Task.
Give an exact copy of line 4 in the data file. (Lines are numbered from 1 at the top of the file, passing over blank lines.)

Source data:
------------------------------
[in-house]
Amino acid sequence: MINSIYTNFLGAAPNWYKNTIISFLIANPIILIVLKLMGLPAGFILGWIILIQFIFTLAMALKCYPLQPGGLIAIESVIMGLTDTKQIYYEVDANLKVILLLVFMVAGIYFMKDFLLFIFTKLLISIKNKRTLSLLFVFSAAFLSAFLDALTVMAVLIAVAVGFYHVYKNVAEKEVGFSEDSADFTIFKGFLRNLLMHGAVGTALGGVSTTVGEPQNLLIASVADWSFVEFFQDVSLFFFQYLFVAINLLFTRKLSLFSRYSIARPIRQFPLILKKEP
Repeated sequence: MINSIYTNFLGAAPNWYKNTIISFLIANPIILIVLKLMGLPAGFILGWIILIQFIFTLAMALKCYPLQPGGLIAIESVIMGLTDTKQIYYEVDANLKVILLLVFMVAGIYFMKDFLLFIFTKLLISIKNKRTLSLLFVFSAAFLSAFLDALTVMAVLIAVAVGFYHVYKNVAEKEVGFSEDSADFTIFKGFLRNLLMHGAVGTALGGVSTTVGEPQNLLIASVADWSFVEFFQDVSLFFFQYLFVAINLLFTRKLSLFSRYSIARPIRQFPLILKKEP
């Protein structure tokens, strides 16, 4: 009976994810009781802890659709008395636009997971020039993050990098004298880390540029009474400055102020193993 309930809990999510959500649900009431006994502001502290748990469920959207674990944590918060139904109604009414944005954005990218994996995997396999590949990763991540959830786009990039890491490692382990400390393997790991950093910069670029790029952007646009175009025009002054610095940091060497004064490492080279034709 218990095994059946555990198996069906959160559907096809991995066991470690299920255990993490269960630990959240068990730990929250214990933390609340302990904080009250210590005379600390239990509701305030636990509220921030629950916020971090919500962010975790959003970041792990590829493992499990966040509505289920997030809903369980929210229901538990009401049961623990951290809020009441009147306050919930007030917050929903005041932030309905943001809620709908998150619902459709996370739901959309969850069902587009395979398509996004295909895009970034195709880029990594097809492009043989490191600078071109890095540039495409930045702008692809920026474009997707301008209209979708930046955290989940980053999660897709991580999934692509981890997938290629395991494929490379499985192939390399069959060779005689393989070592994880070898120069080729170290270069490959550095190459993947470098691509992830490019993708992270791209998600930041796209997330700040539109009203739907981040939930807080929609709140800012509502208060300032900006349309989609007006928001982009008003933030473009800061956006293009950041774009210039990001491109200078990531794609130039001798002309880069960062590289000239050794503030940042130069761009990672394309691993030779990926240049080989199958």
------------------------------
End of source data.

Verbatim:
């Protein structure tokens, strides 16, 4: 009976994810009781802890659709008395636009997971020039993050990098004298880390540029009474400055102020193993 309930809990999510959500649900009431006994502001502290748990469920959207674990944590918060139904109604009414944005954005990218994996995997396999590949990763991540959830786009990039890491490692382990400390393997790991950093910069670029790029952007646009175009025009002054610095940091060497004064490492080279034709 218990095994059946555990198996069906959160559907096809991995066991470690299920255990993490269960630990959240068990730990929250214990933390609340302990904080009250210590005379600390239990509701305030636990509220921030629950916020971090919500962010975790959003970041792990590829493992499990966040509505289920997030809903369980929210229901538990009401049961623990951290809020009441009147306050919930007030917050929903005041932030309905943001809620709908998150619902459709996370739901959309969850069902587009395979398509996004295909895009970034195709880029990594097809492009043989490191600078071109890095540039495409930045702008692809920026474009997707301008209209979708930046955290989940980053999660897709991580999934692509981890997938290629395991494929490379499985192939390399069959060779005689393989070592994880070898120069080729170290270069490959550095190459993947470098691509992830490019993708992270791209998600930041796209997330700040539109009203739907981040939930807080929609709140800012509502208060300032900006349309989609007006928001982009008003933030473009800061956006293009950041774009210039990001491109200078990531794609130039001798002309880069960062590289000239050794503030940042130069761009990672394309691993030779990926240049080989199958």